An embroidered scene

Anglo-Saxon England's defeat unfolds across the Bayeux Tapestry

Measuring nearly 230 feet long, the medieval artwork celebrates William of Normandy's victory in 1066. Historians point to it as masterwork of propaganda.

In the chaotic battle scenes on the Bayeux Tapestry, Norman soldiers charge toward their English foes.

JEAN GOURBEIX, SIMON GUILLOT/RMN-GRAND PALAIS

The date 1066 is imprinted on the minds of generations of British schoolchildren. This was the year that William, Duke of Normandy, defeated King Harold II at Hastings and set in motion some of the most profound political and social changes in English history.

The Norman Conquest imposed on England an entirely new, French-speaking ruling class, a huge stock of new surnames—Warren, Lewis, Sinclair, Boyle, Churchill, to name a few—and planted the seeds of the modern English language. Yet the most vivid chronicle of this upheaval is not expressed in words, but in colored threads across nearly 230 feet of linen.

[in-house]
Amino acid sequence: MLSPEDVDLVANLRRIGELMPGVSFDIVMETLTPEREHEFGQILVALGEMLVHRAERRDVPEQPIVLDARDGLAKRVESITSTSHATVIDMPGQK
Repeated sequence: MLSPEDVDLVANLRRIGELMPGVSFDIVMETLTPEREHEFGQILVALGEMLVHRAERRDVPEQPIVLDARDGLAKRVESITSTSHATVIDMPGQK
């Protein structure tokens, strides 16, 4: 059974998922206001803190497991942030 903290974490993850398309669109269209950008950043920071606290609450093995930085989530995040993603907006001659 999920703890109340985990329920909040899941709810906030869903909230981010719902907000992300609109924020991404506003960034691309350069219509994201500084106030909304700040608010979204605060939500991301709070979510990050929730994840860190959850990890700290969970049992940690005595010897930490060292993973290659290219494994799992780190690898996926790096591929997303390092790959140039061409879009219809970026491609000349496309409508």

What is now known as the Bayeux Tapestry is not, in fact, a tapestry at all, but an embroidery of woolen thread stitched on to cloth. Ten colors create rich scenes that recount the story of the fateful clash between William and Harold: Scenes of pomp and diplomacy; a fleet of longboats filled with troops and supplies; and the fury of the battle itself, in which arrows fly and men and horses crash to the soil. The only missing scene is the conclusion, the depiction of William’s coronation as the English king. Captions in Latin label key figures and events. Progressing from scene to scene like a comic strip, the upper and lower bands are richly decorated with marginalia: Scenes from the fables of Aesop or of the pleasures of the hunt.

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